Head of World Bank quits for Wall Street job

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Head of World Bank quits for Wall Street job

World Bank Group President Jim Yong Kim will head to Wall Street after his surprise announcement Monday that he is stepping down more than three years early.

Kim will join Global Infrastructure Partners (GIP), a New York-based private equity fund, as a partner and vice chairman, GIP said on Tuesday.


Jim Yong Kim

Kim’s decision to resign, effective Feb. 1, from the Washington-based institution comes amid U.S. administration reservations about multilateral cooperation. The United States has a controlling share of the World Bank’s voting rights.

According to sources, Kim discussed his decision to leave the bank in an internal message on Monday. The sources said that Kim said that it had been an honor to work as president of an institution staffed by passionate people committed to ending extreme poverty.

The World Bank president also made an announcement on Twitter.

“I will be stepping down as World Bank Group president on Feb. 1,” tweeted Kim. “It’s been the greatest privilege I could have ever imagined to lead the dedicated staff of this great institution to bring us closer to a world that is finally free of poverty.”

Kim’s decision comes after he started his second five-year term at the post in July 2017. The World Bank president will leave three years and five months before his term ends.

The World Bank chief reportedly tendered his resignation at a board of directors meeting hastily convened Monday morning. According to a World Bank official, board members found the sudden scheduling of the meeting the night before odd.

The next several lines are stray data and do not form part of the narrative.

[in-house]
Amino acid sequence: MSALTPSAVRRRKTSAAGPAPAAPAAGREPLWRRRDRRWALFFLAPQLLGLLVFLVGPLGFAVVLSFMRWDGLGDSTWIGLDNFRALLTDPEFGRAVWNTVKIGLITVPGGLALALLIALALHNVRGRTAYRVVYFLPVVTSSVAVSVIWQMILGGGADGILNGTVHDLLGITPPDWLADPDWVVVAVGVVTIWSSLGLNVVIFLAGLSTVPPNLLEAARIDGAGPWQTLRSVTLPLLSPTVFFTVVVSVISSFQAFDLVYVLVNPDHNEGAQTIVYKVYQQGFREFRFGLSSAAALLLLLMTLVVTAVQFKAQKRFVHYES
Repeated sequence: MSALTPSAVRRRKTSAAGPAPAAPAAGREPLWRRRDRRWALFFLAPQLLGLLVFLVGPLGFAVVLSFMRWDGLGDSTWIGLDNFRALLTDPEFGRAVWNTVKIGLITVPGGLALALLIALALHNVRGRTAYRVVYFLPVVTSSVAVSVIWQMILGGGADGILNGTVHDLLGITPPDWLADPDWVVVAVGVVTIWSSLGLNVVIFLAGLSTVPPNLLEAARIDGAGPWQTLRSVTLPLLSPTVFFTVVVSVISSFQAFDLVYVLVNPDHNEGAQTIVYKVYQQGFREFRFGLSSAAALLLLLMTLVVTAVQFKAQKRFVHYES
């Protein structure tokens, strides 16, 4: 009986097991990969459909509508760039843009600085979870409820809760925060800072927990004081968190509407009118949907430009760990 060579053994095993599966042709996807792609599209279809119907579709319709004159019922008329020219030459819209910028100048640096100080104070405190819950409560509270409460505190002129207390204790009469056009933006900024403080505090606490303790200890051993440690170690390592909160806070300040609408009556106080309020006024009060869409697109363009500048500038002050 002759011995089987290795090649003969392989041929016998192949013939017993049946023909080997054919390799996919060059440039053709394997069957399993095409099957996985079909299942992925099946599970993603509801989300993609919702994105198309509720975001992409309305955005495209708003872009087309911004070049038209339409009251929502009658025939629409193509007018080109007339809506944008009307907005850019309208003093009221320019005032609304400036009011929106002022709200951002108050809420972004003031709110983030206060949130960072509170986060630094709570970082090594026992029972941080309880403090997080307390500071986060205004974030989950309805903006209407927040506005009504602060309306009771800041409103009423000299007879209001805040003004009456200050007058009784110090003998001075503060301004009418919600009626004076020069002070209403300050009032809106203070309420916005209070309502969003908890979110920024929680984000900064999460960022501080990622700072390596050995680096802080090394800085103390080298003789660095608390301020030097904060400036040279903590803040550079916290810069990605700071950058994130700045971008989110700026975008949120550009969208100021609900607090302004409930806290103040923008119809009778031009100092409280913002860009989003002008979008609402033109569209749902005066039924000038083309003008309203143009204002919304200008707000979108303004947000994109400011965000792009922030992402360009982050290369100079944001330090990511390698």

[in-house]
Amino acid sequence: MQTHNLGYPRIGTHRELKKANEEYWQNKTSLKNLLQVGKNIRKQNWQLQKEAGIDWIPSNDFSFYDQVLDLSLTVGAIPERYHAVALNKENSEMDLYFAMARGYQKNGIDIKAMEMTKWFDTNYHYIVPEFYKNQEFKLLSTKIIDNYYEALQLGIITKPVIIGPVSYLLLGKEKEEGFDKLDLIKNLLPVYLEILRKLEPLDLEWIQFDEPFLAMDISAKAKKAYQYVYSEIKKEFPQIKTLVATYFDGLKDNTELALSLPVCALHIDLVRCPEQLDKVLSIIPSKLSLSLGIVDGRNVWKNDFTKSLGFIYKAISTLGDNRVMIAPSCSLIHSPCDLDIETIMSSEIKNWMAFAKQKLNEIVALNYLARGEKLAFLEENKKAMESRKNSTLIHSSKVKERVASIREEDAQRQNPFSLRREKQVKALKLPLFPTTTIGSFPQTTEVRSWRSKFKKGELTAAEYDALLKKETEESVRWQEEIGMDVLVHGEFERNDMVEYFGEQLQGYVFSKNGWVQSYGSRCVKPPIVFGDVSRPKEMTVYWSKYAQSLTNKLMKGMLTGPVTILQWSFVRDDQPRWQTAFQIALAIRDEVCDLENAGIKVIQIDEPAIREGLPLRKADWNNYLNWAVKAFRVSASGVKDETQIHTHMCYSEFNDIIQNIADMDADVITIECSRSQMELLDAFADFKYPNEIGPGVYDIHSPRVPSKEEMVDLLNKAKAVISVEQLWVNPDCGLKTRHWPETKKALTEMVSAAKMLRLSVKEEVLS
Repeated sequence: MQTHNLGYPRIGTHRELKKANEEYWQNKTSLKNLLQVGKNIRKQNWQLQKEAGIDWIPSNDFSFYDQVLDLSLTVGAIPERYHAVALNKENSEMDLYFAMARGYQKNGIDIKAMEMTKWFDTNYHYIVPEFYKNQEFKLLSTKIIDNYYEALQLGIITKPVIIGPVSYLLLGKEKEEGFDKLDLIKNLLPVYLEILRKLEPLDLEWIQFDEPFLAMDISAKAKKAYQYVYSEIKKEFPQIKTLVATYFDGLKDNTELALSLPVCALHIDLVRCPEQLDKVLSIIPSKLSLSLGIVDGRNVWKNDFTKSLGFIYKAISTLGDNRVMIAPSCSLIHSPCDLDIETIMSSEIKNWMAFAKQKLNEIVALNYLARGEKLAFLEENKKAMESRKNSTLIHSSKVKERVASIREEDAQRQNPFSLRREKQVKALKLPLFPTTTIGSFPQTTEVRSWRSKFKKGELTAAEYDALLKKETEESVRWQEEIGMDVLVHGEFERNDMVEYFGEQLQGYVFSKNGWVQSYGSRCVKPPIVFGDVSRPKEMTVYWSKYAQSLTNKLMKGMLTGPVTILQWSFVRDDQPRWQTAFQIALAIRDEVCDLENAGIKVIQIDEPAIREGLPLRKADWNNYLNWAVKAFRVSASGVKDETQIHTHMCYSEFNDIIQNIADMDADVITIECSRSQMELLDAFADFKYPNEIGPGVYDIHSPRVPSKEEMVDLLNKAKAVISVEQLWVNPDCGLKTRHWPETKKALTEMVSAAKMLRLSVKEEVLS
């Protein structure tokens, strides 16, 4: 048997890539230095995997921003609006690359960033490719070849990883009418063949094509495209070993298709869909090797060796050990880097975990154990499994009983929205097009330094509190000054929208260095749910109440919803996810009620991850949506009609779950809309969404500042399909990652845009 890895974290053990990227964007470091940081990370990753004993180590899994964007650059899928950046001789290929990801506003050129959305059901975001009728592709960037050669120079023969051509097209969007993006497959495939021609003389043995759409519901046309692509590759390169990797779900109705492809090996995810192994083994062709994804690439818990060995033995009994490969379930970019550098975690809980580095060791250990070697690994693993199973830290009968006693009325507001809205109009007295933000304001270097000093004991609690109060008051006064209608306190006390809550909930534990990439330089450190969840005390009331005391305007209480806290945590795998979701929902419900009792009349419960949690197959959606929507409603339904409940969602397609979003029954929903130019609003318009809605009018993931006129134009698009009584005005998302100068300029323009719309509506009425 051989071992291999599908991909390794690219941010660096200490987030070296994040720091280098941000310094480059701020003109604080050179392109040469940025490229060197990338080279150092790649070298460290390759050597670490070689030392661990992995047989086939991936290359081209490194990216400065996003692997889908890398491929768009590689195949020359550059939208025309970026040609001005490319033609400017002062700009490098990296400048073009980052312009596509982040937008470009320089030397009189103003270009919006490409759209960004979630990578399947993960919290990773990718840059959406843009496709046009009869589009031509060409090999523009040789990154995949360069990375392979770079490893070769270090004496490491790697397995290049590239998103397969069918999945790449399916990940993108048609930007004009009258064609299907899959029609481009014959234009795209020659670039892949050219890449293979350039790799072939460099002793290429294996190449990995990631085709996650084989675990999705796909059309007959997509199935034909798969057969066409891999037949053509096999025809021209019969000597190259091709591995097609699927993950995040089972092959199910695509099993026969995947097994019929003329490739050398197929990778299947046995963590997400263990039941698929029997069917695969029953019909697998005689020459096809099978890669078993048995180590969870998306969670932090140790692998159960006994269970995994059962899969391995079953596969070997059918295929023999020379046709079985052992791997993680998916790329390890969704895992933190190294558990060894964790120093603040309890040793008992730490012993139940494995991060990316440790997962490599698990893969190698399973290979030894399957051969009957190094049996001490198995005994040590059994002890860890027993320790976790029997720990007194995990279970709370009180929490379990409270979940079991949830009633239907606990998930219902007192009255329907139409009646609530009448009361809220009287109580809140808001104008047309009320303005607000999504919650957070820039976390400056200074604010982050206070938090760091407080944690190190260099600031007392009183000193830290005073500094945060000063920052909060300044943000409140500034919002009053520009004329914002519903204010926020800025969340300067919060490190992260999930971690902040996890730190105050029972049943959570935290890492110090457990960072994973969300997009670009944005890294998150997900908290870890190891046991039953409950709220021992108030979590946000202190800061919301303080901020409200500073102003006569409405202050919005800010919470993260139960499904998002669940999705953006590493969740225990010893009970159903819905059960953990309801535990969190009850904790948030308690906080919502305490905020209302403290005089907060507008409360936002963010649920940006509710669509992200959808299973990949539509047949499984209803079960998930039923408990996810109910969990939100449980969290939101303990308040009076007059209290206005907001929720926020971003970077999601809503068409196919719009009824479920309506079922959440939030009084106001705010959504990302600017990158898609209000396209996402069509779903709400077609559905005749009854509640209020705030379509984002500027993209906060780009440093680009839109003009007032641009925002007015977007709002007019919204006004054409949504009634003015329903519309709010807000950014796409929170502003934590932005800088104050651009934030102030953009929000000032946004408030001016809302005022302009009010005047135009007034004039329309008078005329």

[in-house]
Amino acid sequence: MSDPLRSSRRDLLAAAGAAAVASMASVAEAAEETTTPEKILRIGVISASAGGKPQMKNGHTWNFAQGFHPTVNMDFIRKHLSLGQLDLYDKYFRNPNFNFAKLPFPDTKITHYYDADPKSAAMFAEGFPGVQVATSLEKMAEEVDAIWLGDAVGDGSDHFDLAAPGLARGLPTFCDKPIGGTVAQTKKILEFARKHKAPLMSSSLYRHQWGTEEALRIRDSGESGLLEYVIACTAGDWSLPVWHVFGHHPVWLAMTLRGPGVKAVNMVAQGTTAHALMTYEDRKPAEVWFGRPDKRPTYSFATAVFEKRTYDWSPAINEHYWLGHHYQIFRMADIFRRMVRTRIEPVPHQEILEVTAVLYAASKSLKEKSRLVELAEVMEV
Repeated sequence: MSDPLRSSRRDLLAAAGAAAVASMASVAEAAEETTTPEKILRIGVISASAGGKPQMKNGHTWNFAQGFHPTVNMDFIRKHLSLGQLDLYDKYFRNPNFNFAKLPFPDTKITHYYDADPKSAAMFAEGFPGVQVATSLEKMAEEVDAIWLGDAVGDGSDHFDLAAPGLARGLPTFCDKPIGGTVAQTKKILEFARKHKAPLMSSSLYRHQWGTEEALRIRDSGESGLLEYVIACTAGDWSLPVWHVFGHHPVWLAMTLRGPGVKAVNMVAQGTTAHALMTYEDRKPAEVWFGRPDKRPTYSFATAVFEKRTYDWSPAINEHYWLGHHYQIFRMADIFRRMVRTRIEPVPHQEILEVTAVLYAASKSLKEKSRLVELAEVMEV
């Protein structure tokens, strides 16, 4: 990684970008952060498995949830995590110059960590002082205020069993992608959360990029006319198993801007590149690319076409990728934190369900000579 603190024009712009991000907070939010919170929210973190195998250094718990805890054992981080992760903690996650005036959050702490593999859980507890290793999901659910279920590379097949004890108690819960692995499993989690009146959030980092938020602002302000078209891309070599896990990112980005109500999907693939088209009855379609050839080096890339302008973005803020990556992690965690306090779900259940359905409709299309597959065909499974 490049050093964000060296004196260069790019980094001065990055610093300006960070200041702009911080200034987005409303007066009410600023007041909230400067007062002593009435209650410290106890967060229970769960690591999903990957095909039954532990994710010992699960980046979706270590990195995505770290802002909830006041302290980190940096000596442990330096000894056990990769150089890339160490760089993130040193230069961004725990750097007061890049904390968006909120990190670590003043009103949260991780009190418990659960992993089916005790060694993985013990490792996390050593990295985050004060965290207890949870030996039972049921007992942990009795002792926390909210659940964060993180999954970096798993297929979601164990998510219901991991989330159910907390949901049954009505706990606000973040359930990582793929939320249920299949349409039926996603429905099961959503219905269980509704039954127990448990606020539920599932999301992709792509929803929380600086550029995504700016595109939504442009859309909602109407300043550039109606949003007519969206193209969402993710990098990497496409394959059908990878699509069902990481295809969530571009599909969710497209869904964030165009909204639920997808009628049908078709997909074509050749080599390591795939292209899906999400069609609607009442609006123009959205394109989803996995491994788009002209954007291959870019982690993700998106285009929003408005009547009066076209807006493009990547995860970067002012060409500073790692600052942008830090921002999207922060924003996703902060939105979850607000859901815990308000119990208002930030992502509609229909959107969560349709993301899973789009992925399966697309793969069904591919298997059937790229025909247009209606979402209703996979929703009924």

Kim immediately announced his resignation at the board meeting, attended by 25 members. The announcement was completely unexpected, according to reports.

A meeting between the World Bank president and a head of a Korean research institute was canceled hours before the scheduled appointment.

“I came all the way to Washington after receiving a response with much difficulty and finalized a time last week,” said the institute chief. “I received news of the cancellation just three hours before [the meeting].”

Despite saying the resignation was a personal decision, the announcement comes amid reports of Kim’s uncomfortable relationship with the current U.S. administration.

Kim was elected to his post in 2012 during the Obama administration. He was the first Korean-American to hold the position. During his first term, he was recognized for focusing on the prevention of the spread of Ebola in West Africa and taking an active role in the migrant crisis in Europe and the Middle East.

Kim was re-elected with heavy support from the past administration and reportedly enjoyed a strong relationship with Democratic Party presidential candidate Hillary Clinton.

U.S. President Donald Trump reportedly did not agree with the direction of the institution under Kim.

After Kim’s departure, World Bank CEO Kristalina Georgieva will take the role of interim president.

BY KIM HYUN-KI, SHIM JAE-WOO AND CHAE YUN-HWAN [chae.yunhwan@joongang.co.kr]
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